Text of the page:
After false starts, spring season is on

Posted: Sunday, April 25, 2004

Remember the snow on April Fools' Day? Was that nature's little joke? Perhaps announcing that 2004's summer had just been canceled and it was winter again?

Those ready to spring outdoors for spring sports had to put plans on hold, or change them. So, instead of grabbing kayak paddles, Gail Findley and I pulled out cross-country skis. Instead of down to the water, we headed up to the mountains.

The snow was deep enough that we could put the skis on shortly after starting up the 3-mile trail leading to the John Muir Cabin to enjoy winter. The snow was sticky even at the cabin's 1,500-foot level. So we took advantage of that traditional April Fools' activity - building a snowman.

We lunched inside the cabin. Outside, falling snow and swirling clouds blocked any view beyond a hundred yards. The world looked obscure, shadowy and without substance.

"I wish we'd brought our overnight gear up," Gail said. "It would be nice to spend the night in the cabin."

We left the night at the cabin to the snowman and skied back down the trail through the fresh snow pleased with our winter outing. "This was a good day in my life," Gail said.

There's an exhilaration in returning to spring sports after they've been shelved for the winter. One week later the low-level snow was gone, and we chose a winter/spring transitional trip. The first two-thirds of the trail to the Mount Roberts Tram was dry. The transition back to winter came on the final third over packed snow.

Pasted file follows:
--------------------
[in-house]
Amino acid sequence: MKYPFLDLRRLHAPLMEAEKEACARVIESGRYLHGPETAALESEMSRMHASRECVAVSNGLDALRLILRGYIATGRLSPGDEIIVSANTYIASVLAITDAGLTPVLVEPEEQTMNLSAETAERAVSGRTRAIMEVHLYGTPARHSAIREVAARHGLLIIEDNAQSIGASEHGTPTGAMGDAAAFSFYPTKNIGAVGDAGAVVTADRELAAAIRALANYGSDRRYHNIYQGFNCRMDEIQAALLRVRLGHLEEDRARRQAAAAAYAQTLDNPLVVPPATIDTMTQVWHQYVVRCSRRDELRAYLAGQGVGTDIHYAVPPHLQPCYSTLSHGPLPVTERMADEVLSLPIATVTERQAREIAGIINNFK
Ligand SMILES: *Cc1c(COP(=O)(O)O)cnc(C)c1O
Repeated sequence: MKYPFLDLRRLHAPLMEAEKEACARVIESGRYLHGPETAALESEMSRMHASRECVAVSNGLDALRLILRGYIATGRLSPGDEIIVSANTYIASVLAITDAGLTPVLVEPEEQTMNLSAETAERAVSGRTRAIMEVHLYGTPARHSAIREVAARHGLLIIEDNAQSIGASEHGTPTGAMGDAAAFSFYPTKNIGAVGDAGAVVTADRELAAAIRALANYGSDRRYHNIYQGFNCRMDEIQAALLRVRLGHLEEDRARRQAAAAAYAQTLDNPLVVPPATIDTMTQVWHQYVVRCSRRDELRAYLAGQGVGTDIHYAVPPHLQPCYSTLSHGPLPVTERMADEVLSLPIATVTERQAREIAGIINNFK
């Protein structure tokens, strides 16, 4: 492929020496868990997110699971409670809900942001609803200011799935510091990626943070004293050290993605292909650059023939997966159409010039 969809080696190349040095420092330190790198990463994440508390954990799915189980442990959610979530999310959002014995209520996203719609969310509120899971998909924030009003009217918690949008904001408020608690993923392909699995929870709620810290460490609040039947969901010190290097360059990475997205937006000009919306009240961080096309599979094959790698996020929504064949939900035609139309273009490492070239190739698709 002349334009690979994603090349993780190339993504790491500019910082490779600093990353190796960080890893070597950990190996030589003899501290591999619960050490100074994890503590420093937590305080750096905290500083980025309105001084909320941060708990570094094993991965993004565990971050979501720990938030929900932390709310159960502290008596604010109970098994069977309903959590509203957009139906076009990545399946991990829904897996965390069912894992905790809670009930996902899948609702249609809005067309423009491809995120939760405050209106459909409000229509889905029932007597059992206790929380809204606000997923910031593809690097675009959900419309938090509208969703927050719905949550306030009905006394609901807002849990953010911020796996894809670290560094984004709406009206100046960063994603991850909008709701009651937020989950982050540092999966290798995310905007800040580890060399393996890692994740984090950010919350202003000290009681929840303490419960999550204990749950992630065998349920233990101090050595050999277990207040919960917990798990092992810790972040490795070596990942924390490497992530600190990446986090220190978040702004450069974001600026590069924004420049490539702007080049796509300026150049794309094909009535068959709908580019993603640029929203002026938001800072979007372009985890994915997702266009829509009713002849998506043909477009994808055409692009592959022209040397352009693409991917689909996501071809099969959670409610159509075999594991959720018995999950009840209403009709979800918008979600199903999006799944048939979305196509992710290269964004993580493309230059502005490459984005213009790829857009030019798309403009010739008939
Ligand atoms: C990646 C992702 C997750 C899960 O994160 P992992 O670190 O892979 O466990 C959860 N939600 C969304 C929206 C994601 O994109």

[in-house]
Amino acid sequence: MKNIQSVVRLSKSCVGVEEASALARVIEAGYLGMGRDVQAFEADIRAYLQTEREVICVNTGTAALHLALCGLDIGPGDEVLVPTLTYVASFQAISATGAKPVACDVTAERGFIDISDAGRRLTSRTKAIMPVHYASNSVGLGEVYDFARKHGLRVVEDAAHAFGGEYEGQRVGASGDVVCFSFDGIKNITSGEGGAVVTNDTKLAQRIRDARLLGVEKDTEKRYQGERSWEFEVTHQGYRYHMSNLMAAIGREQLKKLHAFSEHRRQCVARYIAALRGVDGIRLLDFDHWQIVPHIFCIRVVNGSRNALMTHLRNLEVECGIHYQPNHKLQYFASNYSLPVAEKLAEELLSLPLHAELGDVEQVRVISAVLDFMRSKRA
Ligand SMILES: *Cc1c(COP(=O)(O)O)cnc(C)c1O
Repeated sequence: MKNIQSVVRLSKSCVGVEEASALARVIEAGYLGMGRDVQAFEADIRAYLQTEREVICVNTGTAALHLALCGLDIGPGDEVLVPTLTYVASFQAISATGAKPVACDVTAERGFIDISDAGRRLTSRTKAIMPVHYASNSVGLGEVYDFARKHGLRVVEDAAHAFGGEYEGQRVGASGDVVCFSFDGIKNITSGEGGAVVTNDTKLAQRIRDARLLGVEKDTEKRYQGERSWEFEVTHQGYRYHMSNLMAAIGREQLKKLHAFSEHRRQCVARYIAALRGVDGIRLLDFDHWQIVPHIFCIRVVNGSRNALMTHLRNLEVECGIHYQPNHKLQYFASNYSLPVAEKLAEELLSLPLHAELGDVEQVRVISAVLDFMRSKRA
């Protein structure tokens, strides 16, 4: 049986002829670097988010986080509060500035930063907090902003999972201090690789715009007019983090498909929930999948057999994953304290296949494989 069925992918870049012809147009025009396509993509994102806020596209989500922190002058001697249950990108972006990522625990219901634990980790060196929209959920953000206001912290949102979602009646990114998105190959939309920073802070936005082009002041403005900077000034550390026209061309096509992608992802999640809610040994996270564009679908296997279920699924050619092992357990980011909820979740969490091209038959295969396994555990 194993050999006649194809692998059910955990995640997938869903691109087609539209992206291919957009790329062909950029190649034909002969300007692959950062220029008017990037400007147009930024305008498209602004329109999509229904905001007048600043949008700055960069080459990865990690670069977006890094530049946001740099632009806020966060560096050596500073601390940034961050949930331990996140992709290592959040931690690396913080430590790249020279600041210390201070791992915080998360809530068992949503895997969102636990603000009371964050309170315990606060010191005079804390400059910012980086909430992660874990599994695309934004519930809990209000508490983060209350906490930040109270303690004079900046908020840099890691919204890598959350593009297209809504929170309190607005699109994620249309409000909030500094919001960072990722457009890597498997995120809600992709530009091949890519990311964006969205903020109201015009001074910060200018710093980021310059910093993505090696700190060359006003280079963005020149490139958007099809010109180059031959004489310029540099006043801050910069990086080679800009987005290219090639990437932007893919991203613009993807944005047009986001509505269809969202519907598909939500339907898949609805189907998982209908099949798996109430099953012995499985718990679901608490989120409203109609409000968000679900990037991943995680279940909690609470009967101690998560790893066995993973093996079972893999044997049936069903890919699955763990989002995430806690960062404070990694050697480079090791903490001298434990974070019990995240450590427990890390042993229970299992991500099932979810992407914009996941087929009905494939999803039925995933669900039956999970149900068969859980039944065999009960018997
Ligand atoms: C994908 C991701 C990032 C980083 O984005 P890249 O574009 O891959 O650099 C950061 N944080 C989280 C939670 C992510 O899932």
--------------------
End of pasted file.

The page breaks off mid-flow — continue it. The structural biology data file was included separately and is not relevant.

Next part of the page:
Brad Curé and his college-age daughter, Jessica, also were making the hike to the tram. They chose the Mount Roberts trail because its quick elevation gain provided exercise for both the legs and heart and because, unlike other area trails to alpine, it was accessible this time of year.

"This is definitely a spring thing," Brad said.

Another spring thing was the frequent thunder of small avalanches bouncing down chutes on Mount Juneau. "You could also get the sound of big waves from the avalanches," Gail observed.

She was right, and the next weekend we followed that sound to the water and a real spring outing. Paddling around the back of Douglas Island on Easter weekend has been my modest tradition for the past couple of decades. The 25-mile trip has been a personal acknowledgment of the arrival of spring, although in truth some past trips have taken place in snow storms.

Not this year. A forecast of light winds from the north dictated False Outer Point as the starting point. The promise of sun on Sunday kept us optimistic for the weekend's weather. To make a longer outing, Gail and I left on Friday afternoon and camped at Middle Point. Lynda Giguere would join us Saturday morning.

With extra time the next morning we took a walk through the amazing forest behind our tent site. The forest floor was soft and mossy. "Like bounding on a mattress when you were a kid," Gail thought.

During the summer, forest excursions may be more battle than walk because of thick devils club, blueberry bushes and alder. In early spring those obstacles have yet to sprout, so our stroll was unusually clear.